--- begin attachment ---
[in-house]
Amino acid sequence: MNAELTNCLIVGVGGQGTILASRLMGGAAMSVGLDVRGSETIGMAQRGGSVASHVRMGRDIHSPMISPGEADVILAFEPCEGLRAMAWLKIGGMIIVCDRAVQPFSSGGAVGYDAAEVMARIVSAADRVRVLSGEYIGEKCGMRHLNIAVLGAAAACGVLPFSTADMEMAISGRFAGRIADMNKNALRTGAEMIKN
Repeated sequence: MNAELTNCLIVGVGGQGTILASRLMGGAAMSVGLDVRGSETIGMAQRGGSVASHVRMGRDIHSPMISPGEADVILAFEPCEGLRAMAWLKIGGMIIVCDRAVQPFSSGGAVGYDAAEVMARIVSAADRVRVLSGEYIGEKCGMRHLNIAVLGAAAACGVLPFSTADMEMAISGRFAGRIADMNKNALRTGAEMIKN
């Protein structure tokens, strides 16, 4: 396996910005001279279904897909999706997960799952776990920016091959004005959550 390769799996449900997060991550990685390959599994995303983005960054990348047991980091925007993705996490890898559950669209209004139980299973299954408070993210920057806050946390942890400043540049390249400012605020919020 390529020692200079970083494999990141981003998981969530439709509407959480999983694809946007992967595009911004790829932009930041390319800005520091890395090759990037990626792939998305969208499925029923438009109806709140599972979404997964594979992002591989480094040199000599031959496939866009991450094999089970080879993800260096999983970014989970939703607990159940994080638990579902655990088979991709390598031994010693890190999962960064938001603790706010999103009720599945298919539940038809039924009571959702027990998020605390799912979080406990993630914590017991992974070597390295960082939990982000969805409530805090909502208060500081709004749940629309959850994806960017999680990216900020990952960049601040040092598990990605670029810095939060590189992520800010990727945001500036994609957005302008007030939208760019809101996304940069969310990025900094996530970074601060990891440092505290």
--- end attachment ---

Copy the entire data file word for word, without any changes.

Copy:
[in-house]
Amino acid sequence: MNAELTNCLIVGVGGQGTILASRLMGGAAMSVGLDVRGSETIGMAQRGGSVASHVRMGRDIHSPMISPGEADVILAFEPCEGLRAMAWLKIGGMIIVCDRAVQPFSSGGAVGYDAAEVMARIVSAADRVRVLSGEYIGEKCGMRHLNIAVLGAAAACGVLPFSTADMEMAISGRFAGRIADMNKNALRTGAEMIKN
Repeated sequence: MNAELTNCLIVGVGGQGTILASRLMGGAAMSVGLDVRGSETIGMAQRGGSVASHVRMGRDIHSPMISPGEADVILAFEPCEGLRAMAWLKIGGMIIVCDRAVQPFSSGGAVGYDAAEVMARIVSAADRVRVLSGEYIGEKCGMRHLNIAVLGAAAACGVLPFSTADMEMAISGRFAGRIADMNKNALRTGAEMIKN
């Protein structure tokens, strides 16, 4: 396996910005001279279904897909999706997960799952776990920016091959004005959550 390769799996449900997060991550990685390959599994995303983005960054990348047991980091925007993705996490890898559950669209209004139980299973299954408070993210920057806050946390942890400043540049390249400012605020919020 390529020692200079970083494999990141981003998981969530439709509407959480999983694809946007992967595009911004790829932009930041390319800005520091890395090759990037990626792939998305969208499925029923438009109806709140599972979404997964594979992002591989480094040199000599031959496939866009991450094999089970080879993800260096999983970014989970939703607990159940994080638990579902655990088979991709390598031994010693890190999962960064938001603790706010999103009720599945298919539940038809039924009571959702027990998020605390799912979080406990993630914590017991992974070597390295960082939990982000969805409530805090909502208060500081709004749940629309959850994806960017999680990216900020990952960049601040040092598990990605670029810095939060590189992520800010990727945001500036994609957005302008007030939208760019809101996304940069969310990025900094996530970074601060990891440092505290």